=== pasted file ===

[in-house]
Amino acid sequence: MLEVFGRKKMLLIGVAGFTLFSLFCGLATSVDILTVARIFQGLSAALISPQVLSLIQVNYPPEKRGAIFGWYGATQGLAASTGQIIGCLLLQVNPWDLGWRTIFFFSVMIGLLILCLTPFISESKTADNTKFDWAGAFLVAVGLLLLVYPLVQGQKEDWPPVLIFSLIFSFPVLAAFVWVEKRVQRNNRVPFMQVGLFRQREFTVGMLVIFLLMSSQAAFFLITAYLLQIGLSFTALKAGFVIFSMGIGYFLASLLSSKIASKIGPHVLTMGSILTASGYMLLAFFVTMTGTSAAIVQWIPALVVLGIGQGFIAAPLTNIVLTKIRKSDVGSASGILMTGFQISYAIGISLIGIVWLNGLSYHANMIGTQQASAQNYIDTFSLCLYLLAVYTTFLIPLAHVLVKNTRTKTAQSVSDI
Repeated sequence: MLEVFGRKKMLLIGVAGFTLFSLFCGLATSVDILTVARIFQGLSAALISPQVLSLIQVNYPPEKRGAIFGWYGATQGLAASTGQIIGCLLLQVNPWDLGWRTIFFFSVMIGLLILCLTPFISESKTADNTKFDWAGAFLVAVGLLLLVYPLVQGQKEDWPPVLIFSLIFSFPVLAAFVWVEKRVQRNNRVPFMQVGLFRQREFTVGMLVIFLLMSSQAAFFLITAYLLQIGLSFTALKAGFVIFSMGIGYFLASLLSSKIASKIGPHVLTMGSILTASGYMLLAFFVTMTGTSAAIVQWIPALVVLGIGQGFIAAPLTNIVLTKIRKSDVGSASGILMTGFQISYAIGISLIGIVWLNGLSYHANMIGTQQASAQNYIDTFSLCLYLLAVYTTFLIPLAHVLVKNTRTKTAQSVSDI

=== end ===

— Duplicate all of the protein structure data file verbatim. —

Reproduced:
[in-house]
Amino acid sequence: MLEVFGRKKMLLIGVAGFTLFSLFCGLATSVDILTVARIFQGLSAALISPQVLSLIQVNYPPEKRGAIFGWYGATQGLAASTGQIIGCLLLQVNPWDLGWRTIFFFSVMIGLLILCLTPFISESKTADNTKFDWAGAFLVAVGLLLLVYPLVQGQKEDWPPVLIFSLIFSFPVLAAFVWVEKRVQRNNRVPFMQVGLFRQREFTVGMLVIFLLMSSQAAFFLITAYLLQIGLSFTALKAGFVIFSMGIGYFLASLLSSKIASKIGPHVLTMGSILTASGYMLLAFFVTMTGTSAAIVQWIPALVVLGIGQGFIAAPLTNIVLTKIRKSDVGSASGILMTGFQISYAIGISLIGIVWLNGLSYHANMIGTQQASAQNYIDTFSLCLYLLAVYTTFLIPLAHVLVKNTRTKTAQSVSDI
Repeated sequence: MLEVFGRKKMLLIGVAGFTLFSLFCGLATSVDILTVARIFQGLSAALISPQVLSLIQVNYPPEKRGAIFGWYGATQGLAASTGQIIGCLLLQVNPWDLGWRTIFFFSVMIGLLILCLTPFISESKTADNTKFDWAGAFLVAVGLLLLVYPLVQGQKEDWPPVLIFSLIFSFPVLAAFVWVEKRVQRNNRVPFMQVGLFRQREFTVGMLVIFLLMSSQAAFFLITAYLLQIGLSFTALKAGFVIFSMGIGYFLASLLSSKIASKIGPHVLTMGSILTASGYMLLAFFVTMTGTSAAIVQWIPALVVLGIGQGFIAAPLTNIVLTKIRKSDVGSASGILMTGFQISYAIGISLIGIVWLNGLSYHANMIGTQQASAQNYIDTFSLCLYLLAVYTTFLIPLAHVLVKNTRTKTAQSVSDI